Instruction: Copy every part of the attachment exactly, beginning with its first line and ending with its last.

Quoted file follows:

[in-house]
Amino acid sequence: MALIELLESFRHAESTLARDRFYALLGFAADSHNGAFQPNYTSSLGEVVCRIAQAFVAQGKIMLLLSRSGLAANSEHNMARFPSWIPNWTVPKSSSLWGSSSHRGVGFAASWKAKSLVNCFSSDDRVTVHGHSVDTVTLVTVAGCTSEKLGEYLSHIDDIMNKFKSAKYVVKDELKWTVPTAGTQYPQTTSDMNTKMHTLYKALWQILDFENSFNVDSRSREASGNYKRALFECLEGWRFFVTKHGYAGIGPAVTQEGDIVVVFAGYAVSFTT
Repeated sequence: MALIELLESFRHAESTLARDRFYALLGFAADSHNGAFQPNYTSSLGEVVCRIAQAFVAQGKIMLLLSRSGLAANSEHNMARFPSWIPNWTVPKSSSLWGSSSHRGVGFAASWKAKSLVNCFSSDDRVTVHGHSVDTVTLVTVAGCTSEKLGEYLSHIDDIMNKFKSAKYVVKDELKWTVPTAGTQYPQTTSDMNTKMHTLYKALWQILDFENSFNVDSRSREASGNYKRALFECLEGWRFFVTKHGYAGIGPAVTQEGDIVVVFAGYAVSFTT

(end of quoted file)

[in-house]
Amino acid sequence: MALIELLESFRHAESTLARDRFYALLGFAADSHNGAFQPNYTSSLGEVVCRIAQAFVAQGKIMLLLSRSGLAANSEHNMARFPSWIPNWTVPKSSSLWGSSSHRGVGFAASWKAKSLVNCFSSDDRVTVHGHSVDTVTLVTVAGCTSEKLGEYLSHIDDIMNKFKSAKYVVKDELKWTVPTAGTQYPQTTSDMNTKMHTLYKALWQILDFENSFNVDSRSREASGNYKRALFECLEGWRFFVTKHGYAGIGPAVTQEGDIVVVFAGYAVSFTT
Repeated sequence: MALIELLESFRHAESTLARDRFYALLGFAADSHNGAFQPNYTSSLGEVVCRIAQAFVAQGKIMLLLSRSGLAANSEHNMARFPSWIPNWTVPKSSSLWGSSSHRGVGFAASWKAKSLVNCFSSDDRVTVHGHSVDTVTLVTVAGCTSEKLGEYLSHIDDIMNKFKSAKYVVKDELKWTVPTAGTQYPQTTSDMNTKMHTLYKALWQILDFENSFNVDSRSREASGNYKRALFECLEGWRFFVTKHGYAGIGPAVTQEGDIVVVFAGYAVSFTT